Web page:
HHMI researchers have uncovered a molecular explanation for the profound fatigue brought on by mild exercise in some people with muscular dystrophy.
Expressing a protein known as LARGE can restore muscle function in mice with a type of muscular dystrophy. Evidence of similar benefits in patients' cells suggests potential clinical benefits.
HHMI researchers have discovered that a specific type of calcium channel—a pore-like protein that is nestled in the cell membrane and controls the flow of calcium into the cell—regulates the relaxation of coronary arteries. The scientists hypothesize that drugs targeting this calcium channel might one day be used to treat cardiovascular disease by opening clogged arteries.
HHMI researchers identify protein involved in repairing muscle.
A genetic mutation common in the most severe forms of muscular dystrophy also predisposes to heart damage.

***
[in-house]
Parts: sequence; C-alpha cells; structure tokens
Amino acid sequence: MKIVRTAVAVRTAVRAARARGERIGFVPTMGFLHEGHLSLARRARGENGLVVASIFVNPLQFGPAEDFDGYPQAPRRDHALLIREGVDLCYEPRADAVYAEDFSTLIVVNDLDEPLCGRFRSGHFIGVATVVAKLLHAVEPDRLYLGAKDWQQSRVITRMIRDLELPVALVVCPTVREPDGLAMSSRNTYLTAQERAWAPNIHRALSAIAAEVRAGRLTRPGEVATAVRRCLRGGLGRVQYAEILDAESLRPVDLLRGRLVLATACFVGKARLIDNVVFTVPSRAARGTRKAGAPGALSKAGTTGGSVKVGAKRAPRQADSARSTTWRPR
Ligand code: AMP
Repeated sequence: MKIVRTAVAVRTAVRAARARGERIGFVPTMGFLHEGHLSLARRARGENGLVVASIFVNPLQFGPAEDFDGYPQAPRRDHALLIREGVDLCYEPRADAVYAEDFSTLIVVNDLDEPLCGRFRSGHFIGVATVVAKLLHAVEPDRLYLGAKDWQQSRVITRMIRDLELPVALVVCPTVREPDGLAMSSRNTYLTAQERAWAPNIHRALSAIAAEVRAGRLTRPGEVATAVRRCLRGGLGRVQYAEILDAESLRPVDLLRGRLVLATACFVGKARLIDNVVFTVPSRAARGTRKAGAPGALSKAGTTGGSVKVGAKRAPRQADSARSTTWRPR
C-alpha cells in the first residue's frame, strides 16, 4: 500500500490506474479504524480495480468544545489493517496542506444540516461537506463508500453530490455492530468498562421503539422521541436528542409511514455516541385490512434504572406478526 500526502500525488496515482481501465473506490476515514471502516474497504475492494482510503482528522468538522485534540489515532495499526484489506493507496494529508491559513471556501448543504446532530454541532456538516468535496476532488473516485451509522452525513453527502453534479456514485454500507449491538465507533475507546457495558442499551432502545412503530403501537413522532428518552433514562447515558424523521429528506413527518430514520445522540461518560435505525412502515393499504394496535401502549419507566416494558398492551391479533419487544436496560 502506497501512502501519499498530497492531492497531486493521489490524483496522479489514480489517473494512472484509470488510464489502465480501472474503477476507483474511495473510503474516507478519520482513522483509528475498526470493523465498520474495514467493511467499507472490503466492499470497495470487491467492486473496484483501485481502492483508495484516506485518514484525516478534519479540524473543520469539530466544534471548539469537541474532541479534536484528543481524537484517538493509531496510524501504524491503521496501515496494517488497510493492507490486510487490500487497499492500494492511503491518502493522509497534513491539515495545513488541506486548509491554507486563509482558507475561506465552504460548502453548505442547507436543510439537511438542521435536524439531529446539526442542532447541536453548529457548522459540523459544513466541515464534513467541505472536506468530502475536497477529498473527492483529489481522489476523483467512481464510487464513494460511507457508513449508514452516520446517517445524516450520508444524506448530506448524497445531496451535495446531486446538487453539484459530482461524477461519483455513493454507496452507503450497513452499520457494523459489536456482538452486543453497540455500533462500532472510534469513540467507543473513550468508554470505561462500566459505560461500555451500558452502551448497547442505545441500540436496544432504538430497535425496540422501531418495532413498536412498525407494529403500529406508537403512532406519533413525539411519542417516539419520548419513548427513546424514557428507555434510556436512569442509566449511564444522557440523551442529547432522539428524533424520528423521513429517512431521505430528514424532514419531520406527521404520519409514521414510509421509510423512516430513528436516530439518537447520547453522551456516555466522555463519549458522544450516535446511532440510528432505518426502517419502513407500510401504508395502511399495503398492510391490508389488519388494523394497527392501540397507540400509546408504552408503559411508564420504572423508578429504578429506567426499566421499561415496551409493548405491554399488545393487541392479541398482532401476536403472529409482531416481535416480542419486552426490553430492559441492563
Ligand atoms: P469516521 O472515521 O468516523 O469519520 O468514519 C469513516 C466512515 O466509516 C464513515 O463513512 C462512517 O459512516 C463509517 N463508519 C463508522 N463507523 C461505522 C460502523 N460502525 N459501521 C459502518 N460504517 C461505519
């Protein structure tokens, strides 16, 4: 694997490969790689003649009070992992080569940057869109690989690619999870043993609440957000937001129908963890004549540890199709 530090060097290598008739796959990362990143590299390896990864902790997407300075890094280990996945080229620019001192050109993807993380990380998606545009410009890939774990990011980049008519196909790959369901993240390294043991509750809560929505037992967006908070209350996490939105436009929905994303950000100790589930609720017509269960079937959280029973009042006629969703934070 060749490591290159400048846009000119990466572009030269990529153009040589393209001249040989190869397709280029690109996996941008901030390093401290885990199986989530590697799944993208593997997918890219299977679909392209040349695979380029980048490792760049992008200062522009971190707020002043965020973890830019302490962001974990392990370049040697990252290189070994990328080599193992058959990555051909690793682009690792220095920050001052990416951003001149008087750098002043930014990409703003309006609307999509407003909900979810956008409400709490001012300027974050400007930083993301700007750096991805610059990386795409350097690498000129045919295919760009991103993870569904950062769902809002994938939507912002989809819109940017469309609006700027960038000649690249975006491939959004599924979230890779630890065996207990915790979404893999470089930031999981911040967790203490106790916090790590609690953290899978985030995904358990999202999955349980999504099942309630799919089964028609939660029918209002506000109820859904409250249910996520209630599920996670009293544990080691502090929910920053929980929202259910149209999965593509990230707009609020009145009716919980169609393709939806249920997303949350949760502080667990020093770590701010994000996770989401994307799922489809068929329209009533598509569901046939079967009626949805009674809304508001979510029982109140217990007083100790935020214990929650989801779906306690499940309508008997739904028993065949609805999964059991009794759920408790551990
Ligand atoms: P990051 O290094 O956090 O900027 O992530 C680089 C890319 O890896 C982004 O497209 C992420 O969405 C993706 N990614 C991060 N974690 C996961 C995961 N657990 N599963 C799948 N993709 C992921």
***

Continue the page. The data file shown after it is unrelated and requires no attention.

A human cell surface protein that maintains the structural integrity of tissues is also the portal of entry for bacteria and viruses.
Researchers have identified a faulty conduit into nerve cells that causes them to fire uncontrollably, triggering the brief seizures that characterize some forms of epilepsy.
HHMI investigator Kevin P. Campbell, HHMI associate Franck Duclos and University of Iowa College of Medicine M.D./Ph.D. student Leland Lim have identified a new form of muscular dystrophy and developed a screening test to detect carriers of the disease.